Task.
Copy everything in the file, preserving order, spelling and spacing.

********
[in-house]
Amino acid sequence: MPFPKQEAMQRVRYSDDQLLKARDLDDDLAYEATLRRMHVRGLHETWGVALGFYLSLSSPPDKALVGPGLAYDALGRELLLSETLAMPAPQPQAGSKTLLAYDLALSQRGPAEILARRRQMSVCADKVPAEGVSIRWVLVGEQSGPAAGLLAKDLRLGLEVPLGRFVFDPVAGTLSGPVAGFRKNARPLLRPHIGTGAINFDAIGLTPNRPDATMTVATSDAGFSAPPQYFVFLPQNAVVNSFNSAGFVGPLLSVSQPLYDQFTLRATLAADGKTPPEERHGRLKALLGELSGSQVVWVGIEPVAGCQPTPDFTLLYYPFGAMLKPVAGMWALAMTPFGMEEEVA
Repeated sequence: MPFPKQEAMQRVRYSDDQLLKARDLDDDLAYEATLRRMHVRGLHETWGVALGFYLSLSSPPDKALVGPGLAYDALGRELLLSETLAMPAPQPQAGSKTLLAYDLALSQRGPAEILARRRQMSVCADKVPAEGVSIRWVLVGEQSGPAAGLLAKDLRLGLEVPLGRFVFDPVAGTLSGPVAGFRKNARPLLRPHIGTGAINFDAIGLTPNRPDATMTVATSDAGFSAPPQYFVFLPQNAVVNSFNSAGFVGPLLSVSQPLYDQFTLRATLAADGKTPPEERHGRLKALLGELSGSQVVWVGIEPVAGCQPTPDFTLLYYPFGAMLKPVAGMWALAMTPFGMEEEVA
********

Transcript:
[in-house]
Amino acid sequence: MPFPKQEAMQRVRYSDDQLLKARDLDDDLAYEATLRRMHVRGLHETWGVALGFYLSLSSPPDKALVGPGLAYDALGRELLLSETLAMPAPQPQAGSKTLLAYDLALSQRGPAEILARRRQMSVCADKVPAEGVSIRWVLVGEQSGPAAGLLAKDLRLGLEVPLGRFVFDPVAGTLSGPVAGFRKNARPLLRPHIGTGAINFDAIGLTPNRPDATMTVATSDAGFSAPPQYFVFLPQNAVVNSFNSAGFVGPLLSVSQPLYDQFTLRATLAADGKTPPEERHGRLKALLGELSGSQVVWVGIEPVAGCQPTPDFTLLYYPFGAMLKPVAGMWALAMTPFGMEEEVA
Repeated sequence: MPFPKQEAMQRVRYSDDQLLKARDLDDDLAYEATLRRMHVRGLHETWGVALGFYLSLSSPPDKALVGPGLAYDALGRELLLSETLAMPAPQPQAGSKTLLAYDLALSQRGPAEILARRRQMSVCADKVPAEGVSIRWVLVGEQSGPAAGLLAKDLRLGLEVPLGRFVFDPVAGTLSGPVAGFRKNARPLLRPHIGTGAINFDAIGLTPNRPDATMTVATSDAGFSAPPQYFVFLPQNAVVNSFNSAGFVGPLLSVSQPLYDQFTLRATLAADGKTPPEERHGRLKALLGELSGSQVVWVGIEPVAGCQPTPDFTLLYYPFGAMLKPVAGMWALAMTPFGMEEEVA